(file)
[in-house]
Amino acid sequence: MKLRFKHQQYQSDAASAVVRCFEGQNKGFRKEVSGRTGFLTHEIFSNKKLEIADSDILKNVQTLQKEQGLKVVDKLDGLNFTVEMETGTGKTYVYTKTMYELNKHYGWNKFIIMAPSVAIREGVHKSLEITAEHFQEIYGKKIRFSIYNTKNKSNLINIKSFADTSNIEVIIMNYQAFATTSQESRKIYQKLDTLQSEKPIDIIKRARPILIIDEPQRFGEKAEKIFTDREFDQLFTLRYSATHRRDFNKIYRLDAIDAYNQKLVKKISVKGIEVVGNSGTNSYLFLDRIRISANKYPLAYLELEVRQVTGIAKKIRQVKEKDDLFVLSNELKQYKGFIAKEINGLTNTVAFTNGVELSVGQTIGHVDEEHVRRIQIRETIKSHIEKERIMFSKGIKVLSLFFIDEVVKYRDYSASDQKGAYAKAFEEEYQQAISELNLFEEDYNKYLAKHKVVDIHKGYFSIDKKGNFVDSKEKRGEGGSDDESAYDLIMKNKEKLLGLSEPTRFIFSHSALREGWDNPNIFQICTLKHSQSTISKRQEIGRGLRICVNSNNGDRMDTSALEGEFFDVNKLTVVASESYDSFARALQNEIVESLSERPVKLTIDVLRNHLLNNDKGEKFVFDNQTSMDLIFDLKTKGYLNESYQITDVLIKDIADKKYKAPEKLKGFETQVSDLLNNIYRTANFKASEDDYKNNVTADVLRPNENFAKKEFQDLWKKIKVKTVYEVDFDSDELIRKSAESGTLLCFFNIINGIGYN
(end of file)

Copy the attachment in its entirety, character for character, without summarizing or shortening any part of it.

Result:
[in-house]
Amino acid sequence: MKLRFKHQQYQSDAASAVVRCFEGQNKGFRKEVSGRTGFLTHEIFSNKKLEIADSDILKNVQTLQKEQGLKVVDKLDGLNFTVEMETGTGKTYVYTKTMYELNKHYGWNKFIIMAPSVAIREGVHKSLEITAEHFQEIYGKKIRFSIYNTKNKSNLINIKSFADTSNIEVIIMNYQAFATTSQESRKIYQKLDTLQSEKPIDIIKRARPILIIDEPQRFGEKAEKIFTDREFDQLFTLRYSATHRRDFNKIYRLDAIDAYNQKLVKKISVKGIEVVGNSGTNSYLFLDRIRISANKYPLAYLELEVRQVTGIAKKIRQVKEKDDLFVLSNELKQYKGFIAKEINGLTNTVAFTNGVELSVGQTIGHVDEEHVRRIQIRETIKSHIEKERIMFSKGIKVLSLFFIDEVVKYRDYSASDQKGAYAKAFEEEYQQAISELNLFEEDYNKYLAKHKVVDIHKGYFSIDKKGNFVDSKEKRGEGGSDDESAYDLIMKNKEKLLGLSEPTRFIFSHSALREGWDNPNIFQICTLKHSQSTISKRQEIGRGLRICVNSNNGDRMDTSALEGEFFDVNKLTVVASESYDSFARALQNEIVESLSERPVKLTIDVLRNHLLNNDKGEKFVFDNQTSMDLIFDLKTKGYLNESYQITDVLIKDIADKKYKAPEKLKGFETQVSDLLNNIYRTANFKASEDDYKNNVTADVLRPNENFAKKEFQDLWKKIKVKTVYEVDFDSDELIRKSAESGTLLCFFNIINGIGYN